Features

All quiet on the riverfront

"All quiet on the riverfront" Continued...

Issue: "The audacity of real change," Aug. 23, 2008

One of the houses Bay St. Louis residents cleared sits at 80 22nd Avenue SW in a 100-year-old, largely working-class neighborhood. Owner Leland Maynes, who does delivery and other work for the Cedar Rapids Gazette, lived there alone after his wife died 14 years ago. Many residents here bought their homes from first- and second-generation Czech immigrants, who came to Cedar Rapids in a wave beginning in the late 19th century to work in packinghouses or to set up businesses of their own. Maynes' two-story frame bungalow, like every other home that lines the street, is sooty with mold climbing up to its second-floor window. Foot tracks cross front porches still an inch deep in river silt. Sunflowers and other stray volunteers spring up in foot-high grass no one's thought to mow. At dusk 22nd Avenue is soundless and absolutely empty of people. Street lamps won't come on, as electricity to flooded neighborhoods is cut.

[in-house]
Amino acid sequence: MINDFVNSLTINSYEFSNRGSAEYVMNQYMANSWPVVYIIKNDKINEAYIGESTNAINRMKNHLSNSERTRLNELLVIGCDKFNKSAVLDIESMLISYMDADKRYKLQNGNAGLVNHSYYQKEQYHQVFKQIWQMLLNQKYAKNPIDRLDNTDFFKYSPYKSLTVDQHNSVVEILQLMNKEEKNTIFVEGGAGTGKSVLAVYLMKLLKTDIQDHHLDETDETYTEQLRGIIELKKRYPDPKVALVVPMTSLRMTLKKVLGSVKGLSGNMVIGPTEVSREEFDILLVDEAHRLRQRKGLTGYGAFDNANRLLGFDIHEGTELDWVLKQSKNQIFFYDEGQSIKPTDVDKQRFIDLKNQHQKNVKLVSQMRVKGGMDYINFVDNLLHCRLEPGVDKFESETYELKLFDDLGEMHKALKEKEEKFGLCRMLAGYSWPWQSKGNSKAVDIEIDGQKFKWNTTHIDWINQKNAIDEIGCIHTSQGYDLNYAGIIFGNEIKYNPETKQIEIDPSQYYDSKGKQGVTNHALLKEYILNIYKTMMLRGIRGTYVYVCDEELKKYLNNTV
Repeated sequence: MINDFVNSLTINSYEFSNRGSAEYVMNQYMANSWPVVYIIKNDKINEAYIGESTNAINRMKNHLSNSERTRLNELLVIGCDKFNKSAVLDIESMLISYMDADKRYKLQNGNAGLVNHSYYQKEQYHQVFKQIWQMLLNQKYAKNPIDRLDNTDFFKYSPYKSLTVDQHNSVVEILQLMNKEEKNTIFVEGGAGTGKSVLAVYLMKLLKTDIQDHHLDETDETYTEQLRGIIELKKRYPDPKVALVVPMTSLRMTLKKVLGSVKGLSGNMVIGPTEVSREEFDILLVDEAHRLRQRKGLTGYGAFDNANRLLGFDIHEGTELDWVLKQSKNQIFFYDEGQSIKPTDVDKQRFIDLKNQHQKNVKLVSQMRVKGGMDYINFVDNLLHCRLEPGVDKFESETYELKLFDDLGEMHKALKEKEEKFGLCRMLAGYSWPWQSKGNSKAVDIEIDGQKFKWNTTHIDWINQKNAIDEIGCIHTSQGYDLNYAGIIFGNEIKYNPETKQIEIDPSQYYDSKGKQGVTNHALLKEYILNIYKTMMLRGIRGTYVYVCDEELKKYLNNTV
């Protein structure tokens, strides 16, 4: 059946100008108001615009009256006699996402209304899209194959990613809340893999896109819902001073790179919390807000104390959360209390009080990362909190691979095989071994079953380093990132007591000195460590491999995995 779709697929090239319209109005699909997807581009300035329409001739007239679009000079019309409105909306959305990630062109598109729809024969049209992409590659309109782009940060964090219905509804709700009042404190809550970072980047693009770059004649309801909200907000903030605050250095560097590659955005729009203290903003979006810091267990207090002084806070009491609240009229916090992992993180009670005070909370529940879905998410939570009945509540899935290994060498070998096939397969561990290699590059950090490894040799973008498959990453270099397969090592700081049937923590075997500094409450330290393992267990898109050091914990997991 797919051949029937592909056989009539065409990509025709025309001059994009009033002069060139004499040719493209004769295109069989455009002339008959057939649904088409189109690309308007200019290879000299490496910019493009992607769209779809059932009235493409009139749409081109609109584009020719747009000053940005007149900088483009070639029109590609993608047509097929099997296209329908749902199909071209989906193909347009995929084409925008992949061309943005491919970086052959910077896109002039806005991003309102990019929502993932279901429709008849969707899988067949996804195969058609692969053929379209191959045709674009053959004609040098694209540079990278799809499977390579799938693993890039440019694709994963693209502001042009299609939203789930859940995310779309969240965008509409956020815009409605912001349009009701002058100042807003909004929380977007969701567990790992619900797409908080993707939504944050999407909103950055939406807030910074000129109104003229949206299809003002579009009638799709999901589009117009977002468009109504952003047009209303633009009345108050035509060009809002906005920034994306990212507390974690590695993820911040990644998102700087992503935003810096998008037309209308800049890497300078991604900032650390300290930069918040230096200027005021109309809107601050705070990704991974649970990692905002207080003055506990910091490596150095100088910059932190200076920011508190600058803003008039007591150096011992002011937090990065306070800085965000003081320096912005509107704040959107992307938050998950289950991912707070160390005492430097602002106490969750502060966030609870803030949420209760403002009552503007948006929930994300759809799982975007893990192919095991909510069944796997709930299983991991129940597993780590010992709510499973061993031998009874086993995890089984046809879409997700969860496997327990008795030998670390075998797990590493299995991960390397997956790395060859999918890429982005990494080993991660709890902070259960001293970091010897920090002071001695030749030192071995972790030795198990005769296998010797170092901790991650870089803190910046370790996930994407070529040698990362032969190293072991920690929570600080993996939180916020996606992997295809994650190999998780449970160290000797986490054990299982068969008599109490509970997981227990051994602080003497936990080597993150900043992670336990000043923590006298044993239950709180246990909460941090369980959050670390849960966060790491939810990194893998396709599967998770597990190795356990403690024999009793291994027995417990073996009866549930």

The floodwater came up seven feet into Maynes' main floor, he said, while some homes in the neighborhood saw water lines extend 2-3 feet into the second floor. Now gutted, the home sits like thousands of others, windows and doors propped open to the street, drying, waiting. The front door bears a yellow placard. Under a color-coded system instituted by the city, yellow means limited entry at one's own risk. As of late July over 4,000 structures had been issued yellow cards. Others on the street have purple cards, meaning they will be demolished, and a few have green cards indicating they are now safe for occupancy.

Maynes is living outside the city temporarily with a friend. "I am prepared to wait, " he said of his house, "but I might give it away." That kind of ambivalence is everywhere. "Will sell for $10,000," is spray-painted on one boarded-up house, but around the corner is a vacated automotive store with, "You loot I shoot."

And that's where the Lagniappe team comes in. They can speak to disaster-dazed residents from a future flood victims don't yet see. "My goal is that this is the beginning, for us and for them," said Norwood. Already she has assembled another team to return to Cedar Rapids in mid-October. They are prepared to continue cleanup but hoping that some skilled labor-and reconstruction-will be on the agenda, too.

Mindy Belz
Mindy Belz

Mindy travels to the far corners of the globe as the editor of WORLD and lives with her family in the mountains of western North Carolina. Follow Mindy on Twitter @mcbelz.

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